Wanted: $2.5m for 'definitive' Ned Kelly film

Quality: Original.
Film Title: Ned Kelly.
Photo Credit: Carolyn Johns.
Copyright: ???? Universal Pictures International 2002.
For further information: please contact your local UIP Press Office.
Quality: Original. Film Title: Ned Kelly. Photo Credit: Carolyn Johns. Copyright: ???? Universal Pictures International 2002. For further information: please contact your local UIP Press Office.

Mick Jagger, John Jarratt and Heath Ledger have played him. Sidney Nolan painted him. Midnight Oil, Paul Kelly and Johnny Cash have written songs about him. And Peter Carey won the Booker Prize with a novel about him.

While Ned Kelly has been an enduring character across all forms of Australian popular culture, filmmakers have been returning to the country's most famous bushranger for more than a century.

Australia's first feature film - and possibly the world's - was the silent The Story of the Kelly Gang way back in 1906.

And there have been at least nine movies and four television shows about the country's most famous bushranger since then (see panel below), including a dramatised version of his trial starring John Waters and comic versions headlined by Yahoo Serious and Abe Forsythe.

Now filmmaker Matthew Holmes has launched an ambitious bid to make another Ned Kelly film - aiming to raise $2.5 million through a crowdfunding campaign in the next month.

The director of The Legend of Ben Hall, which had a limited release in cinemas last year, wants to shoot what he calls "the definitive motion picture" about Kelly early next year.

Holmes has until the end of the financial year to fund The Legend of Ned Kelly in what he calls"the most ambitious crowdfunding film project ever launched in Australia". It's the modern equivalent of seeking private investors during the tax concession era in the 1980s - except with backers receiving rewards that include DVDs, memorabilia and set visits instead of tax concessions.

That sum will allow the film to be made - using the filmmaking incentive known as the producer's offset and funds from other private investors - for about $5 million. But if the Kickstarter campaign fails to reach $2.5 million, all funds will be returned.

"We'll be approaching government funding bodies if this succeeds," Holmes says. "It's a difficult road to go down with funding bodies - a long arduous road that can often lead to closed doors - so we're trying to take control of the project from the beginning."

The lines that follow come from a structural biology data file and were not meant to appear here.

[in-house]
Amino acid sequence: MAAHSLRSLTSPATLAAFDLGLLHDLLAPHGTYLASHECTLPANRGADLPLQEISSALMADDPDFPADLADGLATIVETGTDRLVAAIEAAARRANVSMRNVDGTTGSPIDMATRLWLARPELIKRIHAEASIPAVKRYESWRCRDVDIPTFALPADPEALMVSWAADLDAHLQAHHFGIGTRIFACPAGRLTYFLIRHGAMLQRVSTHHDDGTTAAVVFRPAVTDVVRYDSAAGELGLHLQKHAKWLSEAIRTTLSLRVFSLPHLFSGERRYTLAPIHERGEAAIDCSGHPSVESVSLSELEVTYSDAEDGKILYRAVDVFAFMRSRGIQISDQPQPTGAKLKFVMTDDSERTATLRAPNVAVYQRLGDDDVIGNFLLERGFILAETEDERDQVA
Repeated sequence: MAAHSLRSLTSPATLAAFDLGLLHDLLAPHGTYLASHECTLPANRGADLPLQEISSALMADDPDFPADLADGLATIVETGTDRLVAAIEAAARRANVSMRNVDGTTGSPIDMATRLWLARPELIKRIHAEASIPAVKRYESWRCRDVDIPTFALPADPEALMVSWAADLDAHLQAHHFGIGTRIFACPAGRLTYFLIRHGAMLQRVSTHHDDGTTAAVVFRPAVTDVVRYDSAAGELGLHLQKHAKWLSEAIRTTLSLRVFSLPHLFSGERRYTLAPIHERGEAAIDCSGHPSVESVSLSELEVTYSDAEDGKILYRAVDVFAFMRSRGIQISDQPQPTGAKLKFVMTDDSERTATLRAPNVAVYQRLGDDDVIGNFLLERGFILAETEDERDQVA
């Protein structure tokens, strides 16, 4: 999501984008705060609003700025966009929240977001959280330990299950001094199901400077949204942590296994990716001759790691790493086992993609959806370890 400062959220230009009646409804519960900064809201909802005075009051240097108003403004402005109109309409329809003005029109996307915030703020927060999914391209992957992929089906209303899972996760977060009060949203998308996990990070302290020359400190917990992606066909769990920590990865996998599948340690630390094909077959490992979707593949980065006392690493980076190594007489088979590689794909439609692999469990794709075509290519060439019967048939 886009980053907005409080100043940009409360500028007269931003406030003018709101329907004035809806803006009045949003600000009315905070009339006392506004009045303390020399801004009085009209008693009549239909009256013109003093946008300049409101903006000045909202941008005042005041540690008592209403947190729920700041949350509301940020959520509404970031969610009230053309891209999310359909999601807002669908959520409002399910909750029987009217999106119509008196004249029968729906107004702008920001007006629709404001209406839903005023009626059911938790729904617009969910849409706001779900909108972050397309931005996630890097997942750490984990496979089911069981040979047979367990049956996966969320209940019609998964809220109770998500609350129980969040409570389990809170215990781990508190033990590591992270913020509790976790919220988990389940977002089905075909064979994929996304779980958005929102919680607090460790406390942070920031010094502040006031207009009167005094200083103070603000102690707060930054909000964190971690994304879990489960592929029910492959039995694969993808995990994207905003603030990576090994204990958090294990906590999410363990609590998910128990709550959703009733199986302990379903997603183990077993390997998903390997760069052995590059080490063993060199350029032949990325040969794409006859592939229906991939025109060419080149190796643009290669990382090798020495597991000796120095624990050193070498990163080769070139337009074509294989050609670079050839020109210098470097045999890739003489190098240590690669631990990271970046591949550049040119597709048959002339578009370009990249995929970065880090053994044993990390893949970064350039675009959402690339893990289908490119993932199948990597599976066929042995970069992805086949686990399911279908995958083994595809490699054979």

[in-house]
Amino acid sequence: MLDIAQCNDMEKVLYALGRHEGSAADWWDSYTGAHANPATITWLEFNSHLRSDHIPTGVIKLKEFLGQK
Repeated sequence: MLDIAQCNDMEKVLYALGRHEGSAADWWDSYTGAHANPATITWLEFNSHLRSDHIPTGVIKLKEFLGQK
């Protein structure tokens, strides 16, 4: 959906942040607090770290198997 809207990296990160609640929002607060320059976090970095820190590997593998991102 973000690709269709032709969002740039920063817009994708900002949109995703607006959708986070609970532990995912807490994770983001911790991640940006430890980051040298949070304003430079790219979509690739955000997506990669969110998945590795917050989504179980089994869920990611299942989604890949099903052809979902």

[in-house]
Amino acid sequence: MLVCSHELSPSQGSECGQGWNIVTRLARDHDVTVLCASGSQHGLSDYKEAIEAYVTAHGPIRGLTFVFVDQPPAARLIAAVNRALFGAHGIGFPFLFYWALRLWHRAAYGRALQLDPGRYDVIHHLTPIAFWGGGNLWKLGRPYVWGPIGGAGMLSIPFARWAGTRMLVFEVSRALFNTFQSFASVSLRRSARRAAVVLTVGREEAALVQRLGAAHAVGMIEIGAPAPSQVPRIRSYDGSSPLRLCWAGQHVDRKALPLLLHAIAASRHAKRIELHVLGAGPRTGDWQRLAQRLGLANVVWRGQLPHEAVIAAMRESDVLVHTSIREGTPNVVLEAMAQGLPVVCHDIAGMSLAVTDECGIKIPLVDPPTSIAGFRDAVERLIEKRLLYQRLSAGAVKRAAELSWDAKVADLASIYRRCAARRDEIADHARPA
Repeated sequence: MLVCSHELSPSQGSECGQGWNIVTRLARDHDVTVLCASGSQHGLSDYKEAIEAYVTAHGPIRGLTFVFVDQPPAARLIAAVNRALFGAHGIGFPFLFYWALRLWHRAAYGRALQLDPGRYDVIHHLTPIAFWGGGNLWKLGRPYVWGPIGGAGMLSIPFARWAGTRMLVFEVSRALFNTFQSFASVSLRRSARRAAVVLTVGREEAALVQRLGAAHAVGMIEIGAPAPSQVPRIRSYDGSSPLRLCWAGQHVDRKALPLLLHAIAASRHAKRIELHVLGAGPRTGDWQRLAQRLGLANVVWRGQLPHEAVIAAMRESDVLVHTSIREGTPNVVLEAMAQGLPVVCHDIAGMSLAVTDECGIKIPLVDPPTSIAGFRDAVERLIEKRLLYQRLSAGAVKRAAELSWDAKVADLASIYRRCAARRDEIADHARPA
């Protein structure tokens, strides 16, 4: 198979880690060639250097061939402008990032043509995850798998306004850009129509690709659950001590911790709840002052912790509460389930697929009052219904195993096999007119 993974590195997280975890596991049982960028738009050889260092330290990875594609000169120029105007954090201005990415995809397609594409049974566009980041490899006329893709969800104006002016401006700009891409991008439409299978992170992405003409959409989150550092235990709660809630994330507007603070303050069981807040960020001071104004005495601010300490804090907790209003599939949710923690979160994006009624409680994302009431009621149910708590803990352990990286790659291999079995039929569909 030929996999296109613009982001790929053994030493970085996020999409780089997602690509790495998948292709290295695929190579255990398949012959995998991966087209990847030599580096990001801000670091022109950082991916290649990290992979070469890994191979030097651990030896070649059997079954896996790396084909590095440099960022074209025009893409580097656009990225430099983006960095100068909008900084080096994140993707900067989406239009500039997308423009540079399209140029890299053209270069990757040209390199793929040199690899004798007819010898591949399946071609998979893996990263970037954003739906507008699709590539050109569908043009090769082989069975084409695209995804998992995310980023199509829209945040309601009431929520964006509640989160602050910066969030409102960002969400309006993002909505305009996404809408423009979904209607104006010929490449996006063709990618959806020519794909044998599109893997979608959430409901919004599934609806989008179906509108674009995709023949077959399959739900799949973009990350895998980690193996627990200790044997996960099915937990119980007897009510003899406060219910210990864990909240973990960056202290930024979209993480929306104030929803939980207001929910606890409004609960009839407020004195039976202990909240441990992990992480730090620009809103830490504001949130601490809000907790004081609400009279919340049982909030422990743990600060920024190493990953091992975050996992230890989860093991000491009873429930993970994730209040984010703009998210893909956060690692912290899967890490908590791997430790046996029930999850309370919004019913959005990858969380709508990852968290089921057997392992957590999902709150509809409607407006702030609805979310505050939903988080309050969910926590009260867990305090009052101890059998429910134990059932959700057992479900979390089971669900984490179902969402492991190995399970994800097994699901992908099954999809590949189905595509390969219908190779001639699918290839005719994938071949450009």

So why another Ned Kelly film?

"We feel the Ned Kelly story has never been truly told historically accurately in the cinema," Holmes says. "If you look back at all the previous incarnations of Ned Kelly movies, none of them have been faithful to the history.

"We still believe there's this amazing story that people don't know because so much of the true story has been buried in a lot of false stuff."

Holmes is reluctant to say what the Mick Jagger or Heath Ledger versions, for example, got wrong.

"I wouldn't want to criticise another filmmaker's work," he says. "On their own, they're not bad films but looking at them from an historical perspective, that's where I feel these films fall down. They leave out a lot of elements or they combine things or they simplify things ...

"We want to take a much more complex look at the history and look at the bad side of Ned Kelly as much as the good, and we want to look at the good side of the police as much as the bad. The previous versions have looked at the story in far too simplistic terms."

Holmes is yet to decide who will play Kelly this time round.

"We've got our eye on some Australian actors that we'd love to work with and we'll be approaching them if the Kickstarter works," he says. "We're hoping to find someone of the Heath Ledger calibre."

The plan is to shoot the film in real life Kelly country in Victoria.

Holmes successfully used crowdfunding to finance The Legend of Ben Hall.

Seeking $75,000 to make a 30-minute Ben Hall film, he ended up with more than $100,000, which allowed him to extend it to feature film length. Largely privately financed, it opened on just 18 screens, taking $125,000 at the box office and selling to 22 countries.

Holmes hopes to make a series of bushranger films, including The Legend of Frank Gardiner and The Legend Of John Vane.

"Australia has got a very colourful past of both terrible and great things," he says. "These are just fantastic human stories."

Ned Kelly already has an indelible place in Australian cinema with The Story of the Kelly Gang becoming a landmark for all sorts of reasons. Following a least five popular plays on the subject, it was made only 26 years after Kelly was hung and starred American actor Frank Mills. And while it was the country's first hit - reputedly costing ??1000 and delivering a profit of ??25,000 - it was also the first banned film for mocking the police and glorifying outlaws. Remarkably, the ban on bushranger films was in place until the 1940s.

Ned Kelly on screen

The Story of the Kelly Gang (1906) played by Frank Mills

Ned Kelly and His Gang (1906) - Godfrey Cass

The Kelly Gang (1920) - Godfrey Cass

When The Kellys Were Out (1923) - Godfrey Cass

When the Kellys Rode (1934) - Leslie Hay-Simpson

The Glenrowan Affair (1951) - Bob Chitty

Ned Kelly (1959) - TV - Ken Goodlet

The Stringybark Massacre (1968) - short film - Rob Inglis

Ned Kelly (1970) - Mick Jagger

The Trial Of Ned Kelly (1977) - TV - John Waters

The Last Outlaw (1980) - TV - John Jarratt

Reckless Kelly (1993) - Yahoo Serious

Ned (2003) - Abe Forsythe

Ned Kelly (2003) - Heath Ledger

Besieged: The Ned Kelly Story (2004) - documentary - Peter Fenton